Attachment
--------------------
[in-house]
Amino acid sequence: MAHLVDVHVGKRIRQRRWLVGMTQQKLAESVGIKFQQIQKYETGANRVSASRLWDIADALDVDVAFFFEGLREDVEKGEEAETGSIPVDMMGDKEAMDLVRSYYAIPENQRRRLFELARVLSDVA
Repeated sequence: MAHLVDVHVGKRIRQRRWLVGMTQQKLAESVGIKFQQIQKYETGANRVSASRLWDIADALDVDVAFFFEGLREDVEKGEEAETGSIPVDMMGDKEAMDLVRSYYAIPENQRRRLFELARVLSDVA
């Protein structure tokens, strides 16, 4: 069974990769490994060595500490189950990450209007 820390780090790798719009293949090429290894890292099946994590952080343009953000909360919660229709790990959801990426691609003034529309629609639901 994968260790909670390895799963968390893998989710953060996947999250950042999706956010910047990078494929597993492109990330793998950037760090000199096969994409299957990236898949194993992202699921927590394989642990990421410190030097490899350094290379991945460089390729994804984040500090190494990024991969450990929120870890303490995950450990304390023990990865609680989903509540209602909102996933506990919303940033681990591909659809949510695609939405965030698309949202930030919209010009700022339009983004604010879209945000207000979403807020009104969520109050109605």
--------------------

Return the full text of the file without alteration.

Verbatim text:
[in-house]
Amino acid sequence: MAHLVDVHVGKRIRQRRWLVGMTQQKLAESVGIKFQQIQKYETGANRVSASRLWDIADALDVDVAFFFEGLREDVEKGEEAETGSIPVDMMGDKEAMDLVRSYYAIPENQRRRLFELARVLSDVA
Repeated sequence: MAHLVDVHVGKRIRQRRWLVGMTQQKLAESVGIKFQQIQKYETGANRVSASRLWDIADALDVDVAFFFEGLREDVEKGEEAETGSIPVDMMGDKEAMDLVRSYYAIPENQRRRLFELARVLSDVA
């Protein structure tokens, strides 16, 4: 069974990769490994060595500490189950990450209007 820390780090790798719009293949090429290894890292099946994590952080343009953000909360919660229709790990959801990426691609003034529309629609639901 994968260790909670390895799963968390893998989710953060996947999250950042999706956010910047990078494929597993492109990330793998950037760090000199096969994409299957990236898949194993992202699921927590394989642990990421410190030097490899350094290379991945460089390729994804984040500090190494990024991969450990929120870890303490995950450990304390023990990865609680989903509540209602909102996933506990919303940033681990591909659809949510695609939405965030698309949202930030919209010009700022339009983004604010879209945000207000979403807020009104969520109050109605």